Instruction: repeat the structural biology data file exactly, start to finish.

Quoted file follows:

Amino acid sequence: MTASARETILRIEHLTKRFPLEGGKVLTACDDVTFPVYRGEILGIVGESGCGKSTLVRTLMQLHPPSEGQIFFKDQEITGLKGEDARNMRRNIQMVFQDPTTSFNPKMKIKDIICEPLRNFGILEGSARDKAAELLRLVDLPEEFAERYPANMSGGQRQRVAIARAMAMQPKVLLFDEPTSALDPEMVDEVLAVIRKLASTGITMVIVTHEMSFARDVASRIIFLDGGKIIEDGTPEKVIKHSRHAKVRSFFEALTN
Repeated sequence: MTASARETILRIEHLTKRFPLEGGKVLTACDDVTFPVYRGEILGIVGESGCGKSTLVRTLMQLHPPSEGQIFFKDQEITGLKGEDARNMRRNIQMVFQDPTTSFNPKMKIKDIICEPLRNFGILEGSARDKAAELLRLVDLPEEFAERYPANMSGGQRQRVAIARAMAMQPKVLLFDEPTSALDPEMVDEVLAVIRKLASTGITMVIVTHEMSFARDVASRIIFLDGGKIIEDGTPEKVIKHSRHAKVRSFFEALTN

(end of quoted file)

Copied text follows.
Amino acid sequence: MTASARETILRIEHLTKRFPLEGGKVLTACDDVTFPVYRGEILGIVGESGCGKSTLVRTLMQLHPPSEGQIFFKDQEITGLKGEDARNMRRNIQMVFQDPTTSFNPKMKIKDIICEPLRNFGILEGSARDKAAELLRLVDLPEEFAERYPANMSGGQRQRVAIARAMAMQPKVLLFDEPTSALDPEMVDEVLAVIRKLASTGITMVIVTHEMSFARDVASRIIFLDGGKIIEDGTPEKVIKHSRHAKVRSFFEALTN
Repeated sequence: MTASARETILRIEHLTKRFPLEGGKVLTACDDVTFPVYRGEILGIVGESGCGKSTLVRTLMQLHPPSEGQIFFKDQEITGLKGEDARNMRRNIQMVFQDPTTSFNPKMKIKDIICEPLRNFGILEGSARDKAAELLRLVDLPEEFAERYPANMSGGQRQRVAIARAMAMQPKVLLFDEPTSALDPEMVDEVLAVIRKLASTGITMVIVTHEMSFARDVASRIIFLDGGKIIEDGTPEKVIKHSRHAKVRSFFEALTN